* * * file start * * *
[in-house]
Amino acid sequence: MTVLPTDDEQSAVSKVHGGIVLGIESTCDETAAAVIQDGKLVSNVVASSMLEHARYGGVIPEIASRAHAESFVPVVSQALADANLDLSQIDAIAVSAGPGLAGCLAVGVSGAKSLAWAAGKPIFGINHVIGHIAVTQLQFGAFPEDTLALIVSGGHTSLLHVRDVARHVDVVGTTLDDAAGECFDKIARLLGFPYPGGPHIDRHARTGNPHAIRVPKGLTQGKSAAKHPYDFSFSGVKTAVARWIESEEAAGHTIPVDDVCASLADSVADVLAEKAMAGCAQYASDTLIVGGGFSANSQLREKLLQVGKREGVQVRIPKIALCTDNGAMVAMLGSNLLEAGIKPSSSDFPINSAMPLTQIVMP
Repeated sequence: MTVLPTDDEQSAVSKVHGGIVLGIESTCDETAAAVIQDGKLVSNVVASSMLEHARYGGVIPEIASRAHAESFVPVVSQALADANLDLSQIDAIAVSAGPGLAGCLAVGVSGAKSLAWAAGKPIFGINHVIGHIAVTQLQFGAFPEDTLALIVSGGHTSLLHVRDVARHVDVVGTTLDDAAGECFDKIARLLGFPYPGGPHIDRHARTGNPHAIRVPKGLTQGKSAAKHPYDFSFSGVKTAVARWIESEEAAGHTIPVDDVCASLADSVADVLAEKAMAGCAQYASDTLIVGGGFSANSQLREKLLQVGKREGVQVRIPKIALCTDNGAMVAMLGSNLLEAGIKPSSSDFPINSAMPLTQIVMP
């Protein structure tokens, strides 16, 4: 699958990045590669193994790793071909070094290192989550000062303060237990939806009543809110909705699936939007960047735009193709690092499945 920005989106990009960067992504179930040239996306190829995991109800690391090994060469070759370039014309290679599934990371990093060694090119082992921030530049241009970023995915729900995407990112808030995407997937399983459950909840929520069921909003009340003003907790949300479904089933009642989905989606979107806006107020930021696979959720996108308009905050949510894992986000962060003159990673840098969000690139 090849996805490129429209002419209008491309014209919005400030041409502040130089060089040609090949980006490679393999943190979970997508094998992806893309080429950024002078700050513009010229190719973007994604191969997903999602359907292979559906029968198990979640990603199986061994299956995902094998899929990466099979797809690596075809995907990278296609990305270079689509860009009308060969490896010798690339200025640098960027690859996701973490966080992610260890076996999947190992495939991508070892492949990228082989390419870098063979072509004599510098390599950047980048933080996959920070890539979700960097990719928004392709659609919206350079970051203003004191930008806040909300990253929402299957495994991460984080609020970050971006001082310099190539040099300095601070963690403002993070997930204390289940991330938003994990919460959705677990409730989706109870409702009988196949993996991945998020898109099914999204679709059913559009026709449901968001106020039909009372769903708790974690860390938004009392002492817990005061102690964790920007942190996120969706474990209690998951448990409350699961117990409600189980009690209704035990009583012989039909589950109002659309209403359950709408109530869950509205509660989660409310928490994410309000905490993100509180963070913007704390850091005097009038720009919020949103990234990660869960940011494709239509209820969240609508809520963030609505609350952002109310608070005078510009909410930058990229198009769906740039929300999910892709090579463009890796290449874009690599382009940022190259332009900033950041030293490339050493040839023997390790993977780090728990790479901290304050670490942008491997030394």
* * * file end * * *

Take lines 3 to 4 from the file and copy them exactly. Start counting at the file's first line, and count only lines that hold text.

Repeated sequence: MTVLPTDDEQSAVSKVHGGIVLGIESTCDETAAAVIQDGKLVSNVVASSMLEHARYGGVIPEIASRAHAESFVPVVSQALADANLDLSQIDAIAVSAGPGLAGCLAVGVSGAKSLAWAAGKPIFGINHVIGHIAVTQLQFGAFPEDTLALIVSGGHTSLLHVRDVARHVDVVGTTLDDAAGECFDKIARLLGFPYPGGPHIDRHARTGNPHAIRVPKGLTQGKSAAKHPYDFSFSGVKTAVARWIESEEAAGHTIPVDDVCASLADSVADVLAEKAMAGCAQYASDTLIVGGGFSANSQLREKLLQVGKREGVQVRIPKIALCTDNGAMVAMLGSNLLEAGIKPSSSDFPINSAMPLTQIVMP
């Protein structure tokens, strides 16, 4: 699958990045590669193994790793071909070094290192989550000062303060237990939806009543809110909705699936939007960047735009193709690092499945 920005989106990009960067992504179930040239996306190829995991109800690391090994060469070759370039014309290679599934990371990093060694090119082992921030530049241009970023995915729900995407990112808030995407997937399983459950909840929520069921909003009340003003907790949300479904089933009642989905989606979107806006107020930021696979959720996108308009905050949510894992986000962060003159990673840098969000690139 090849996805490129429209002419209008491309014209919005400030041409502040130089060089040609090949980006490679393999943190979970997508094998992806893309080429950024002078700050513009010229190719973007994604191969997903999602359907292979559906029968198990979640990603199986061994299956995902094998899929990466099979797809690596075809995907990278296609990305270079689509860009009308060969490896010798690339200025640098960027690859996701973490966080992610260890076996999947190992495939991508070892492949990228082989390419870098063979072509004599510098390599950047980048933080996959920070890539979700960097990719928004392709659609919206350079970051203003004191930008806040909300990253929402299957495994991460984080609020970050971006001082310099190539040099300095601070963690403002993070997930204390289940991330938003994990919460959705677990409730989706109870409702009988196949993996991945998020898109099914999204679709059913559009026709449901968001106020039909009372769903708790974690860390938004009392002492817990005061102690964790920007942190996120969706474990209690998951448990409350699961117990409600189980009690209704035990009583012989039909589950109002659309209403359950709408109530869950509205509660989660409310928490994410309000905490993100509180963070913007704390850091005097009038720009919020949103990234990660869960940011494709239509209820969240609508809520963030609505609350952002109310608070005078510009909410930058990229198009769906740039929300999910892709090579463009890796290449874009690599382009940022190259332009900033950041030293490339050493040839023997390790993977780090728990790479901290304050670490942008491997030394």